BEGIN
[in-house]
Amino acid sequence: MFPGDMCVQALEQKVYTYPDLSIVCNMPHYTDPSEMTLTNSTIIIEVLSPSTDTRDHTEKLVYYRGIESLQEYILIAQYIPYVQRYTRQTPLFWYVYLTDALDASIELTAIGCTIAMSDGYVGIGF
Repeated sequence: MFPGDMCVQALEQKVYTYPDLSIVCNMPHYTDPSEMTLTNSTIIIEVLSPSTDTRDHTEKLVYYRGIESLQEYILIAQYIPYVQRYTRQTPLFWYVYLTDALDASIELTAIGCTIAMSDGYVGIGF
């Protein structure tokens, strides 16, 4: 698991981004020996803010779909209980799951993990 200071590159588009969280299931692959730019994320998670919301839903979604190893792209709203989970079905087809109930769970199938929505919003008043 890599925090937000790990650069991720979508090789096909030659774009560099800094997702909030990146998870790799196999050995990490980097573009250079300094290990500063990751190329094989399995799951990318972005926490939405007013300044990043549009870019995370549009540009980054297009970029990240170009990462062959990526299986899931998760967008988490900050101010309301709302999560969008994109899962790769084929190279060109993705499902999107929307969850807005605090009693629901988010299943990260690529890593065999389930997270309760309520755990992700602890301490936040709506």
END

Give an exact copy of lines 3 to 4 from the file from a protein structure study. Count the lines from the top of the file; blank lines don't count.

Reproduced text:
Repeated sequence: MFPGDMCVQALEQKVYTYPDLSIVCNMPHYTDPSEMTLTNSTIIIEVLSPSTDTRDHTEKLVYYRGIESLQEYILIAQYIPYVQRYTRQTPLFWYVYLTDALDASIELTAIGCTIAMSDGYVGIGF
């Protein structure tokens, strides 16, 4: 698991981004020996803010779909209980799951993990 200071590159588009969280299931692959730019994320998670919301839903979604190893792209709203989970079905087809109930769970199938929505919003008043 890599925090937000790990650069991720979508090789096909030659774009560099800094997702909030990146998870790799196999050995990490980097573009250079300094290990500063990751190329094989399995799951990318972005926490939405007013300044990043549009870019995370549009540009980054297009970029990240170009990462062959990526299986899931998760967008988490900050101010309301709302999560969008994109899962790769084929190279060109993705499902999107929307969850807005605090009693629901988010299943990260690529890593065999389930997270309760309520755990992700602890301490936040709506």